25    is the reflection of the divine, or he must, through argu-
         ment and the human consciousness of both evil and good,
         overcome evil.

         The only difference between the healing of sin and the
         healing of sickness is, that sin must be uncovered before
30    it can be destroyed, and the moral sense be aroused to
         reject the sense of error; while sickness must be cov-
         ered with the veil of harmony, and the consciousness be


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1      allowed to rejoice in the sense that it has nothing to mourn
         over, but something to forget.

         Human concepts run in extremes; they are like the
         action of sickness, which is either an excess of action or
5      not action enough; they are fallible; they are neither
         standards nor models.

         If one asks me, Is my concept of you right? I reply, The
         human concept is always imperfect; relinquish your human
         concept of me, or of any one, and find the divine, and you
10    have gained the right one—and never until then. People
         give me too much attention of the misguided, fallible sort,
         and this misrepresents one through malice or ignorance.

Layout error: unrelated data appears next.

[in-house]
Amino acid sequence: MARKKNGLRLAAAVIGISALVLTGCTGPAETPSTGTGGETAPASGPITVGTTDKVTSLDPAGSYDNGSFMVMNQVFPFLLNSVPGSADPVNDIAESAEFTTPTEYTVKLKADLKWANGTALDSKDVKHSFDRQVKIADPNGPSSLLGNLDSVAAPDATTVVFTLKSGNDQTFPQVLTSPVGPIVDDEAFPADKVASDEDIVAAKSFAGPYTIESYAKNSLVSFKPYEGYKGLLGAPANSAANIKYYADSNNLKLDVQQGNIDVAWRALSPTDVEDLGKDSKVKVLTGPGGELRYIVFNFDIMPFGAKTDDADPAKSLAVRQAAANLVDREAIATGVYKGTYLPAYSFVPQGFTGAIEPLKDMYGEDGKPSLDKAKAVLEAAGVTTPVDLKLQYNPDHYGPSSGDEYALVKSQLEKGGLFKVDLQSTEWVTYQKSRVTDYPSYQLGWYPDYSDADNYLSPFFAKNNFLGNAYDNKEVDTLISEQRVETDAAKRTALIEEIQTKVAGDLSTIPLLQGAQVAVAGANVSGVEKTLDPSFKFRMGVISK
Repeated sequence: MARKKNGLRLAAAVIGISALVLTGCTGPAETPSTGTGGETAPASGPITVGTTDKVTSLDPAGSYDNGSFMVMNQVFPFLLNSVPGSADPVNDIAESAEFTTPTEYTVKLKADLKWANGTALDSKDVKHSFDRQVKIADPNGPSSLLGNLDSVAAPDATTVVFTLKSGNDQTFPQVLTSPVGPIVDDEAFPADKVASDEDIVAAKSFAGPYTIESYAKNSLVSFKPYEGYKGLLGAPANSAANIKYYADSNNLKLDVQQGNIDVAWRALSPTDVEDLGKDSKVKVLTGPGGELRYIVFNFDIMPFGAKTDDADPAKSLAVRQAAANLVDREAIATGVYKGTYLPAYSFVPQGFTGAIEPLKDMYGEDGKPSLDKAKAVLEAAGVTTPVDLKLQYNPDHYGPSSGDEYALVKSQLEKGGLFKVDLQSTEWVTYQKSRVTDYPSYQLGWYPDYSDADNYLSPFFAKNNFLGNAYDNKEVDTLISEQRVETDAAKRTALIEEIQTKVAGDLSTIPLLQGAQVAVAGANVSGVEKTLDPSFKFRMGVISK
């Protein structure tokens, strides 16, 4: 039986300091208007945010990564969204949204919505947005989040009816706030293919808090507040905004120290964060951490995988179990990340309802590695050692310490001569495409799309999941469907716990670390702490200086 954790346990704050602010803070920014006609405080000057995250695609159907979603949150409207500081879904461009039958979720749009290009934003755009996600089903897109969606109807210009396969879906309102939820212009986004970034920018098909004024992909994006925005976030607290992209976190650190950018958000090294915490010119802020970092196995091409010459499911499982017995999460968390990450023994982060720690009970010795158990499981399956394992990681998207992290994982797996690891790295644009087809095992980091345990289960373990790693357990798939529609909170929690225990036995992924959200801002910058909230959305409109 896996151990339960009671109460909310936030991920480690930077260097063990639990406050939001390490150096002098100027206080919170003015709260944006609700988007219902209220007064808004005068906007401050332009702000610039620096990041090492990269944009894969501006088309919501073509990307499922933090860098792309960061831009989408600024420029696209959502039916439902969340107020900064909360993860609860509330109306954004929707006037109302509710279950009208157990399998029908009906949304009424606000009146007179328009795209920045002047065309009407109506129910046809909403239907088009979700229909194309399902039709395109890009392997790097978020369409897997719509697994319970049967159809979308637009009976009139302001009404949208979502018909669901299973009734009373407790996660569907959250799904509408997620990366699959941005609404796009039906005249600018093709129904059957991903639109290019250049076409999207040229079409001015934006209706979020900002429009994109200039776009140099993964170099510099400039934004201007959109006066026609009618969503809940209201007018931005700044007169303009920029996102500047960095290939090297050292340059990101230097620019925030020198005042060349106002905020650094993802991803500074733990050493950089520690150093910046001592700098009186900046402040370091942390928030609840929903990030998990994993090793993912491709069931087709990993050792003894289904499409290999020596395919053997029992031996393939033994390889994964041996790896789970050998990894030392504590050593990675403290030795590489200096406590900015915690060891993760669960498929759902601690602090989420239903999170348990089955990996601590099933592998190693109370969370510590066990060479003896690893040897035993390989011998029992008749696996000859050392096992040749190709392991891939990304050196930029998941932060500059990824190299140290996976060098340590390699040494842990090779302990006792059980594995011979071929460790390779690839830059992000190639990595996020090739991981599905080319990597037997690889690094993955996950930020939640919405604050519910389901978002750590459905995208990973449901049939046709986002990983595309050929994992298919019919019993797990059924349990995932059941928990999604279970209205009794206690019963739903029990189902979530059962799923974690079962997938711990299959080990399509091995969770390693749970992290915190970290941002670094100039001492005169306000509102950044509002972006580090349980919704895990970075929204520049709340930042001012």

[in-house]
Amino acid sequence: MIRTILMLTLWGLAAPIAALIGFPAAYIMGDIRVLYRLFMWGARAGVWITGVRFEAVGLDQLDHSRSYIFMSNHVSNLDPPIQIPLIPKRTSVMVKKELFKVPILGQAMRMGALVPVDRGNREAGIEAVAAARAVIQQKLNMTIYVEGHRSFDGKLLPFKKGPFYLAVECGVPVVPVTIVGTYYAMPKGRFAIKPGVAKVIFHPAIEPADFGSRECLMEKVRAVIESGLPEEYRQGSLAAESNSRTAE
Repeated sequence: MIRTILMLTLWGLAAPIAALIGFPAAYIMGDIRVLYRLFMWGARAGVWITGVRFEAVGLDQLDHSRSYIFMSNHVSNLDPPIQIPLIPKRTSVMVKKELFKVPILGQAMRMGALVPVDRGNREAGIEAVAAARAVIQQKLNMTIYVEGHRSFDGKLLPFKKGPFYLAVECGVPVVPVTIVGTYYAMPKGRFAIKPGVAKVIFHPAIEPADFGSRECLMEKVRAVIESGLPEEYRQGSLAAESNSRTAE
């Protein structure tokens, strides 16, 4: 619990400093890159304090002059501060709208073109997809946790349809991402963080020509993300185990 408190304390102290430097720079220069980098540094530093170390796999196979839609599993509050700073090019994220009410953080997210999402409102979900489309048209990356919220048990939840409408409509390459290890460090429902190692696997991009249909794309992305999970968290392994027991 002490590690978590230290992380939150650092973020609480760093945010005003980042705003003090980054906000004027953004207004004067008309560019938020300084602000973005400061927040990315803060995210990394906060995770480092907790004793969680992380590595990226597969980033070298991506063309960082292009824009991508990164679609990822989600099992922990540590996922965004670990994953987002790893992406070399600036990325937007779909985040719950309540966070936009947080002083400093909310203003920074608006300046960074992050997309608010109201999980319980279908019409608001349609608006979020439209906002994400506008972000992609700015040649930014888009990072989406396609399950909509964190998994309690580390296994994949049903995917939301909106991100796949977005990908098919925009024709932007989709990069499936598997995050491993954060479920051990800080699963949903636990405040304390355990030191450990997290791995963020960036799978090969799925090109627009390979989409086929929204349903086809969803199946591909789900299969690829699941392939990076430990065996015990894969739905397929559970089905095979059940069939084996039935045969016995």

My brother was a manufacturer; and one day a work-
         man in his mills, a practical joker, set a man who applied
15    for work, in the overseer’s absence, to pour a bucket of
         water every ten minutes on the regulator. When my
         brother returned and saw it, he said to the jester, “You
         must pay that man.” Some people try to tend folks, as
         if they should steer the regulator of mankind. God makes
20    us pay for tending the action that He adjusts.

         The regulator is governed by the principle that makes
         the machinery work rightly; and because it is thus gov-
         erned, the folly of tending it is no mere jest. The divine
         Principle carries on His harmony.

25    Now turn from the metaphor of the mill to the Mother’s
         four thousand children, most of whom, at about three
         years of scientific age, set up housekeeping alone. Certain
         students, being too much interested in themselves to think
         of helping others, go their way. They do not love Mother,